Costs of ODL versus Conventional Education
The cost-effectiveness of open and distance learning relative to conventional systems of delivering education relies heavily upon its potential to achieve economies of scale.
Conventional, classroom-based education is characterised by relatively low fixed costs. Even though considerable amounts are spent on providing school buildings, the relative importance of these costs is reduced if they are depreciated over the useful life of the structure. However, large numbers of teachers are needed to provide conventional education, and their salaries represent a high variable cost.
By way of contrast, ODL institutions incur high fixed costs in developing self-instructional materials. However, the variable costs of reproducing and distributing these materials, as well as providing face-to-face tutorials and academic support, can be considerably lower than for conventional education. If the ODL institution manages to increase the number of students registered for a particular course, the average costs per student declines more rapidly than those for conventional education. This situation is illustrated in Figure 2e below.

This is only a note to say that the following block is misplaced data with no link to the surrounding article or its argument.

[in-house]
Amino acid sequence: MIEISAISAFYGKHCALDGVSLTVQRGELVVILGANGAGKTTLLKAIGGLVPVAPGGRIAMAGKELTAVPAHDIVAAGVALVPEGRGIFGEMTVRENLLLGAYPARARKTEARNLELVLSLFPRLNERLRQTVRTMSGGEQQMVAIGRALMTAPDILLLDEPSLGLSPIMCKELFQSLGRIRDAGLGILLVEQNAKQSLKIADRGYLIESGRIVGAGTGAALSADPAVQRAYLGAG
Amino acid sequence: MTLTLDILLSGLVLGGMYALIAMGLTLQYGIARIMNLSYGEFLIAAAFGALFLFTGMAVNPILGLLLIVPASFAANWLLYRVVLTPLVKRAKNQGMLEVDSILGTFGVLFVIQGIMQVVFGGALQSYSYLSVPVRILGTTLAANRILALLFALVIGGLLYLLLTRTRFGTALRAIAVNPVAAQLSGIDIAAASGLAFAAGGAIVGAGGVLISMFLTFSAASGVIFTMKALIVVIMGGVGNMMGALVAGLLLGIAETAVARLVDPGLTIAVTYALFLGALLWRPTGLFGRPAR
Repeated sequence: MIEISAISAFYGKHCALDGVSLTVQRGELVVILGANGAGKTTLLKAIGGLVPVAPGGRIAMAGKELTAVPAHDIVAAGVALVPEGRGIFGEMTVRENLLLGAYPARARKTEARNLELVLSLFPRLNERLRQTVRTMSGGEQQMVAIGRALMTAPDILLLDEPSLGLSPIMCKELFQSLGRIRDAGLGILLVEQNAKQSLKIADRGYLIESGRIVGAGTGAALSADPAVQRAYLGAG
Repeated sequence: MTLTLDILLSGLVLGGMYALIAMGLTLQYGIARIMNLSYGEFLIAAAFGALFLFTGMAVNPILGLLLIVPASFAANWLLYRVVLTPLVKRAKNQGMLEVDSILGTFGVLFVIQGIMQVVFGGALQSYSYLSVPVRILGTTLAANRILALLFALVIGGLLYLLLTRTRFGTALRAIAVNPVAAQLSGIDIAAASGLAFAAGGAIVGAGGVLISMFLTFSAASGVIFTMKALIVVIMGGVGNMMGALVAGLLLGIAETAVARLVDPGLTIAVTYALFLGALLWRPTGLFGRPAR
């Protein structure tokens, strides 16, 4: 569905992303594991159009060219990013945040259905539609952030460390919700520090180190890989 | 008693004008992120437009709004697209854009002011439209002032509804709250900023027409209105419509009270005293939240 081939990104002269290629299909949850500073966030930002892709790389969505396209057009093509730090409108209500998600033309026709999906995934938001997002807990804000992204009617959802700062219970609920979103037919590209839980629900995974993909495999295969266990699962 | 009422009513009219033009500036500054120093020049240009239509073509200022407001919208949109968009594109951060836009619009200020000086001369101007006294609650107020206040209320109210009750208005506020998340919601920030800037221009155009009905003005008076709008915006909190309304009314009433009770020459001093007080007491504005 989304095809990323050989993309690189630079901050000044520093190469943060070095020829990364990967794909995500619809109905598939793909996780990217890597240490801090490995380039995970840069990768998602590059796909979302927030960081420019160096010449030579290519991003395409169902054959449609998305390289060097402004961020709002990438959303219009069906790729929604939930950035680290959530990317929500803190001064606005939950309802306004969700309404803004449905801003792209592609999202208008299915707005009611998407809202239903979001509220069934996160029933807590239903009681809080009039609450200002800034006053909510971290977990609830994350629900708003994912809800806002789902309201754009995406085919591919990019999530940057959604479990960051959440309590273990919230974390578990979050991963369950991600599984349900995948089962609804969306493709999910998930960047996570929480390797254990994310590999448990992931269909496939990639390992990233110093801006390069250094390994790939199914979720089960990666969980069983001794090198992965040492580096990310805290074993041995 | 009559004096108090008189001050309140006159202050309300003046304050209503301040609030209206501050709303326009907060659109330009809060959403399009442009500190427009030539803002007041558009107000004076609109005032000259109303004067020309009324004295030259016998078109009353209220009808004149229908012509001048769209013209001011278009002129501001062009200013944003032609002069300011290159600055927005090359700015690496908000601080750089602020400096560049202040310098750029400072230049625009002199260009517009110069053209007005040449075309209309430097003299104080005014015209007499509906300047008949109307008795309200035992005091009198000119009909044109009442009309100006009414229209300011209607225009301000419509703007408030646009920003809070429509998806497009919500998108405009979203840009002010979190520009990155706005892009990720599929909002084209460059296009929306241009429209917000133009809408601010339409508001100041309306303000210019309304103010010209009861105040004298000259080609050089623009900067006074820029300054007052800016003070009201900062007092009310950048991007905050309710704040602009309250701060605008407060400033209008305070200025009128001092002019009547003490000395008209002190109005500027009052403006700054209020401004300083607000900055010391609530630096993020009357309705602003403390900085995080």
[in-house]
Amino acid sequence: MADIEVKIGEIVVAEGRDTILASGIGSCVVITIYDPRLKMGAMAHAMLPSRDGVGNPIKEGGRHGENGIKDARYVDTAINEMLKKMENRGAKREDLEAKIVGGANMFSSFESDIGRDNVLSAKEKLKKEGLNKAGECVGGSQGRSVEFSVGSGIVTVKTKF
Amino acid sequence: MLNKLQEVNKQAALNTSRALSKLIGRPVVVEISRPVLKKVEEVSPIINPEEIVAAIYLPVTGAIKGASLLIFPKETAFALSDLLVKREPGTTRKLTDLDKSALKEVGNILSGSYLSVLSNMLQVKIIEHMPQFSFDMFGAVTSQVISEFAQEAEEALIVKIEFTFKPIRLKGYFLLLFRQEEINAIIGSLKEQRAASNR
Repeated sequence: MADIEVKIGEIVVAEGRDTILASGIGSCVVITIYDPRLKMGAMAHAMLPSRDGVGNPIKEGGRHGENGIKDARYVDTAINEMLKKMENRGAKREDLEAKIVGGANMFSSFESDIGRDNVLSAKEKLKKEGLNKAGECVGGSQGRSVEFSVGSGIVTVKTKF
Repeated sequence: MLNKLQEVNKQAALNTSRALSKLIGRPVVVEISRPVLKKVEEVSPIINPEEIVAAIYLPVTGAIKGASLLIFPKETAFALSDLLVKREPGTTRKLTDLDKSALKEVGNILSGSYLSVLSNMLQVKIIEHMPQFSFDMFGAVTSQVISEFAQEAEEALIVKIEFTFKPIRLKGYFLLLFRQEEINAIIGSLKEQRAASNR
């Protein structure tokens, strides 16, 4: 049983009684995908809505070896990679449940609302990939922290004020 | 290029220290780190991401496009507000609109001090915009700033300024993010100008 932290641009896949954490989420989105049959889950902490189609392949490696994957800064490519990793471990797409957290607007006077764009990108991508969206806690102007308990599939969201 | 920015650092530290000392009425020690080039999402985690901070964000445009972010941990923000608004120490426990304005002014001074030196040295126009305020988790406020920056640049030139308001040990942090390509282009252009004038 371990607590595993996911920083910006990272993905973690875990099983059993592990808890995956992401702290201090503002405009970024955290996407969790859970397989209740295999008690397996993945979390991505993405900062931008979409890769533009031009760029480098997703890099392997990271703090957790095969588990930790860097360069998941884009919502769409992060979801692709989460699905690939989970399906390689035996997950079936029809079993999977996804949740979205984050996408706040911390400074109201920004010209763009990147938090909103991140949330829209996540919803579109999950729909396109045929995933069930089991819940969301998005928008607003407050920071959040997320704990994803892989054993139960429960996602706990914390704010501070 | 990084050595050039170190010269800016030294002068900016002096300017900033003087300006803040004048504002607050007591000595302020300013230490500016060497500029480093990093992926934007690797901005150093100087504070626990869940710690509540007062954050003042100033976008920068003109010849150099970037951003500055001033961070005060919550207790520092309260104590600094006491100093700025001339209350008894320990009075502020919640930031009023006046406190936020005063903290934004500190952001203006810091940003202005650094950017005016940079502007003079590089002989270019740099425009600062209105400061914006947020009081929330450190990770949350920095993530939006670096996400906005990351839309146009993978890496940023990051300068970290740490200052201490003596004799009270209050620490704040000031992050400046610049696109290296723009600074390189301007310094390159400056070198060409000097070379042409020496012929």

Whether it is cheaper to deliver a course through ODL methods than in a conventional classroom depends upon the average costs of the two modes, which are themselves dependent on student numbers. Zone A in Figure 2e shows where the average cost per student for conventional education is lower than for ODL. As student numbers increase, however, the relative position changes so that the average cost per student is lower for the ODL institution, as is the case in Zone B.
The point at which the graph lines showing the average costs for the two modes of delivery cross over corresponds with a specific number of students. If the ODL institution can enrol more than this number for its course, then both average and total costs of delivering the service will be lower than for classroom-based education.